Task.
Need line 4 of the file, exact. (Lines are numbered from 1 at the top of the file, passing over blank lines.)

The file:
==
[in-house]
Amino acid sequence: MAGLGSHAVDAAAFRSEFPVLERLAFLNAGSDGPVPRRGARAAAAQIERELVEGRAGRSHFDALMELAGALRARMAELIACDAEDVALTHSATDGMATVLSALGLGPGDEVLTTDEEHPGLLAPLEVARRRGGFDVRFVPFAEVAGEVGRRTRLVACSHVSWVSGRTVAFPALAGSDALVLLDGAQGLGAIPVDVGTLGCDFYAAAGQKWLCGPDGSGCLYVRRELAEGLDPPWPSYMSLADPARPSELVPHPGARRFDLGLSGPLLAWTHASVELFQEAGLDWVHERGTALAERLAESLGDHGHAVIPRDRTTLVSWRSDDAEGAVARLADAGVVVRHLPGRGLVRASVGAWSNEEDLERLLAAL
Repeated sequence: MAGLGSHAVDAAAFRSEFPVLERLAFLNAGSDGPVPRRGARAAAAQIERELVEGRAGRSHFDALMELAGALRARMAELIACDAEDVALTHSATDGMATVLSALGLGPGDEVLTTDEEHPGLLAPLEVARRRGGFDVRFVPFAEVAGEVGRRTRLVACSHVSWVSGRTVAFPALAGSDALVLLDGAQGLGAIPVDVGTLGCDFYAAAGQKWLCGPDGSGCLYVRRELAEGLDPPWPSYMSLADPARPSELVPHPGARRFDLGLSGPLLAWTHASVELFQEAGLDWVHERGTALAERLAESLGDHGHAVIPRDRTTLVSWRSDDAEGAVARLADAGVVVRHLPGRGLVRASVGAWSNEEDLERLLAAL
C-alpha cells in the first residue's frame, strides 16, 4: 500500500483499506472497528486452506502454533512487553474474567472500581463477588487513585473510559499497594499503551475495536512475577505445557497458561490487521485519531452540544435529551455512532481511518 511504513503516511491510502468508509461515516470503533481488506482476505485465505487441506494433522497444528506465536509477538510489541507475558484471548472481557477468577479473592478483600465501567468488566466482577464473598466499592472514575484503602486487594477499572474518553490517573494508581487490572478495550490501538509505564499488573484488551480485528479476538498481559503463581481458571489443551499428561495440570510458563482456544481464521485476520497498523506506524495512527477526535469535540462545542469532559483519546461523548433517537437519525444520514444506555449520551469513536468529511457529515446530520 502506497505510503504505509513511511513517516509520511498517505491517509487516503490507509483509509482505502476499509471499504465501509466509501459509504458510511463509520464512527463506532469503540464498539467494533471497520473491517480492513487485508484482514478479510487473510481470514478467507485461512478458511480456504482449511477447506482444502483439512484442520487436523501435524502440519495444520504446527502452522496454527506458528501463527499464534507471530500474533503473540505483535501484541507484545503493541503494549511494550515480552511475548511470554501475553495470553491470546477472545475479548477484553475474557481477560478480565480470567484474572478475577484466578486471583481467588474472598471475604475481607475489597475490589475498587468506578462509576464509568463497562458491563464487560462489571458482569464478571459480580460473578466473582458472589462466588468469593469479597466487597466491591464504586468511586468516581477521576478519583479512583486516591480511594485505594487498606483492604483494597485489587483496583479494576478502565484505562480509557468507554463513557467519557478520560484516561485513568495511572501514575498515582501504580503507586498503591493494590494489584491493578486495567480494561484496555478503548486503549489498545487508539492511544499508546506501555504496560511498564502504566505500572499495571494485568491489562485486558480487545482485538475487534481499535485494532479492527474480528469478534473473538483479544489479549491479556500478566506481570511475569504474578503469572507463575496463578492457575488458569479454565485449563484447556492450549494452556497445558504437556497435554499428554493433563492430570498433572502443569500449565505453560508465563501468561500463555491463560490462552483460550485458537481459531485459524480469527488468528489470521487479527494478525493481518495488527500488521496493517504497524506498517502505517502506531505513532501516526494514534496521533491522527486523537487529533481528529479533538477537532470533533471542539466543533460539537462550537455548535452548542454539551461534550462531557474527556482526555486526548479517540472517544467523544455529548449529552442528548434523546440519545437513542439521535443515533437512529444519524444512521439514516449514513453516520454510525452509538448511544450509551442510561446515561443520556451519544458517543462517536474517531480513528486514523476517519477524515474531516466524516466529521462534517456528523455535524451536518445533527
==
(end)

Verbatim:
C-alpha cells in the first residue's frame, strides 16, 4: 500500500483499506472497528486452506502454533512487553474474567472500581463477588487513585473510559499497594499503551475495536512475577505445557497458561490487521485519531452540544435529551455512532481511518 511504513503516511491510502468508509461515516470503533481488506482476505485465505487441506494433522497444528506465536509477538510489541507475558484471548472481557477468577479473592478483600465501567468488566466482577464473598466499592472514575484503602486487594477499572474518553490517573494508581487490572478495550490501538509505564499488573484488551480485528479476538498481559503463581481458571489443551499428561495440570510458563482456544481464521485476520497498523506506524495512527477526535469535540462545542469532559483519546461523548433517537437519525444520514444506555449520551469513536468529511457529515446530520 502506497505510503504505509513511511513517516509520511498517505491517509487516503490507509483509509482505502476499509471499504465501509466509501459509504458510511463509520464512527463506532469503540464498539467494533471497520473491517480492513487485508484482514478479510487473510481470514478467507485461512478458511480456504482449511477447506482444502483439512484442520487436523501435524502440519495444520504446527502452522496454527506458528501463527499464534507471530500474533503473540505483535501484541507484545503493541503494549511494550515480552511475548511470554501475553495470553491470546477472545475479548477484553475474557481477560478480565480470567484474572478475577484466578486471583481467588474472598471475604475481607475489597475490589475498587468506578462509576464509568463497562458491563464487560462489571458482569464478571459480580460473578466473582458472589462466588468469593469479597466487597466491591464504586468511586468516581477521576478519583479512583486516591480511594485505594487498606483492604483494597485489587483496583479494576478502565484505562480509557468507554463513557467519557478520560484516561485513568495511572501514575498515582501504580503507586498503591493494590494489584491493578486495567480494561484496555478503548486503549489498545487508539492511544499508546506501555504496560511498564502504566505500572499495571494485568491489562485486558480487545482485538475487534481499535485494532479492527474480528469478534473473538483479544489479549491479556500478566506481570511475569504474578503469572507463575496463578492457575488458569479454565485449563484447556492450549494452556497445558504437556497435554499428554493433563492430570498433572502443569500449565505453560508465563501468561500463555491463560490462552483460550485458537481459531485459524480469527488468528489470521487479527494478525493481518495488527500488521496493517504497524506498517502505517502506531505513532501516526494514534496521533491522527486523537487529533481528529479533538477537532470533533471542539466543533460539537462550537455548535452548542454539551461534550462531557474527556482526555486526548479517540472517544467523544455529548449529552442528548434523546440519545437513542439521535443515533437512529444519524444512521439514516449514513453516520454510525452509538448511544450509551442510561446515561443520556451519544458517543462517536474517531480513528486514523476517519477524515474531516466524516466529521462534517456528523455535524451536518445533527